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  • Death Race 2000

    Death Race 2000

    ★★★½

    This review may contain spoilers. I can handle the truth.

    After spending the afternoon watching the presidential inauguration, I thought I’d stick some good TV on to get away from it all. And then I remembered that the show I’m currently watching, The Man in the High Castle, is about Nazis taking over America. Not that then.

    I’ll go with this silly ‘70s exploitation movie, I thought.

    Turns out that Death Race 2000 opens with Americans waving Nazi flags and features a demagogue US President who keeps the nation under…

  • La La Land

    La La Land

    ★★★★

    This review may contain spoilers. I can handle the truth.

    About halfway through La La Land, John Legend’s Keith asks Ryan Goslings’s Seb to join his synthy, poppy, electronic-y jazz band, but Seb isn’t sure, preferring to stick to classic jazz. Keith argues that he has to accept that music is moving forwards if he wants to do something revolutionary, rather than being a traditionalist recreating the old greats.

    Which is an odd argument to make half way through a highly reverential throwback to classic ‘50s musicals.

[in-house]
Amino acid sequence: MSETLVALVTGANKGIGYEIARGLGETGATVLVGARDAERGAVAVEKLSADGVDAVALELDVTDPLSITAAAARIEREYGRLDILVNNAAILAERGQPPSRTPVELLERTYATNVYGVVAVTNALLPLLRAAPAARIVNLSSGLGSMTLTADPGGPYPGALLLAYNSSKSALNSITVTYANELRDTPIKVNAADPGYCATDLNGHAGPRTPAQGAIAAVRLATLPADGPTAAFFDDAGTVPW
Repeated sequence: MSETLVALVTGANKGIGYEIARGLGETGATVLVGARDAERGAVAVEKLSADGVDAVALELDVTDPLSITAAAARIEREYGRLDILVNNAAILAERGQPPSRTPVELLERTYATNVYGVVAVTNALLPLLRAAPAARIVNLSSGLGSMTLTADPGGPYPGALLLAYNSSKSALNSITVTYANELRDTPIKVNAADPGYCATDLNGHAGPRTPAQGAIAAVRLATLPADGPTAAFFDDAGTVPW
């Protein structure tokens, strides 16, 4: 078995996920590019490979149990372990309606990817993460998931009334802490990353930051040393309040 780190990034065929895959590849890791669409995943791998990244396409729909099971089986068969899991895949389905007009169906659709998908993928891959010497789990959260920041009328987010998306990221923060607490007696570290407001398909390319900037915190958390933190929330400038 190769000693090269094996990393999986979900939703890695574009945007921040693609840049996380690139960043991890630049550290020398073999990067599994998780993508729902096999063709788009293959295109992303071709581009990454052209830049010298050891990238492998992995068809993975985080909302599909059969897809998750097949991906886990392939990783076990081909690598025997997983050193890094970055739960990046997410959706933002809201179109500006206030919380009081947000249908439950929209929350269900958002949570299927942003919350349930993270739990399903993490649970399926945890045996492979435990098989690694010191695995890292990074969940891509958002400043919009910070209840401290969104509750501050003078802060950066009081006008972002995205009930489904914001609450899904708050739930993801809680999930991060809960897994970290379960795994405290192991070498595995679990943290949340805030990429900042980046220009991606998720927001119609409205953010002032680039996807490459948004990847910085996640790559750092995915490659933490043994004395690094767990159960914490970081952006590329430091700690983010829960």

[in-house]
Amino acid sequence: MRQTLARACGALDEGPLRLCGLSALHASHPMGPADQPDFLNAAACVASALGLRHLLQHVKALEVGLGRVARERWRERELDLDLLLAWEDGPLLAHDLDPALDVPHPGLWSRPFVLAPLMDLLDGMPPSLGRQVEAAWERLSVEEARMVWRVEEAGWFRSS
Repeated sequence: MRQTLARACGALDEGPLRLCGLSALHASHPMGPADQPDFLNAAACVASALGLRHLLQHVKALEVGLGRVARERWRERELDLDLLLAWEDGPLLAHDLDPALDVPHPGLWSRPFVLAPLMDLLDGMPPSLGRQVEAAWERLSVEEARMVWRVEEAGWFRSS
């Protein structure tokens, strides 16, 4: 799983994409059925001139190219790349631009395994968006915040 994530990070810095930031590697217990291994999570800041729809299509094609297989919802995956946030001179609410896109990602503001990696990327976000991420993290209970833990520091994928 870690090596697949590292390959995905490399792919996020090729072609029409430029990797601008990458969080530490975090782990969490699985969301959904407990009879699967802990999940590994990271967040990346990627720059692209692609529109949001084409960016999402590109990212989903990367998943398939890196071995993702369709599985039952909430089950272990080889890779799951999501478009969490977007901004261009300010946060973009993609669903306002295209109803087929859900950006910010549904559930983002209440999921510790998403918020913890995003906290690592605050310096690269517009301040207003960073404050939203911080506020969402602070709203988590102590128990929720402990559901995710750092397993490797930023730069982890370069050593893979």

Revolutionary it ain’t.…

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  • Sin City: A Dame to Kill For

    Sin City: A Dame to Kill For

    So damn manly.

    Men going around smashing other men. Big muscly scary men. Pulling each other's eyes out, throwing them through windows, kicking them in the manhood. The manliest place to kick a man.

    Sure, the women get to jump around and have fun murdering too – "strong female characters"? – no, they're without exception motivated, defined even, by the big muscly scary men they're in love with.

    Nothing original, nothing emotional, nothing clever. Lots of face-smashing.

    It looks nice, though.

  • Her

    Her

    ★★★★

    This review may contain spoilers. I can handle the truth.

    Spike Jonze’s tale of a lonely man falling in love with his operating system is not one to go and see if you’re feeling lonely – Joaquin Phoenix’s Theodore Twombly is lonely at the start and ends it lonely. Even his computer leaves him.

    It’s not incredibly upsetting, just relentlessly downbeat. Not in an inert, cold way, as some critics have accused it – at least no more than it's getting across the lead character's own emptiness. I see it…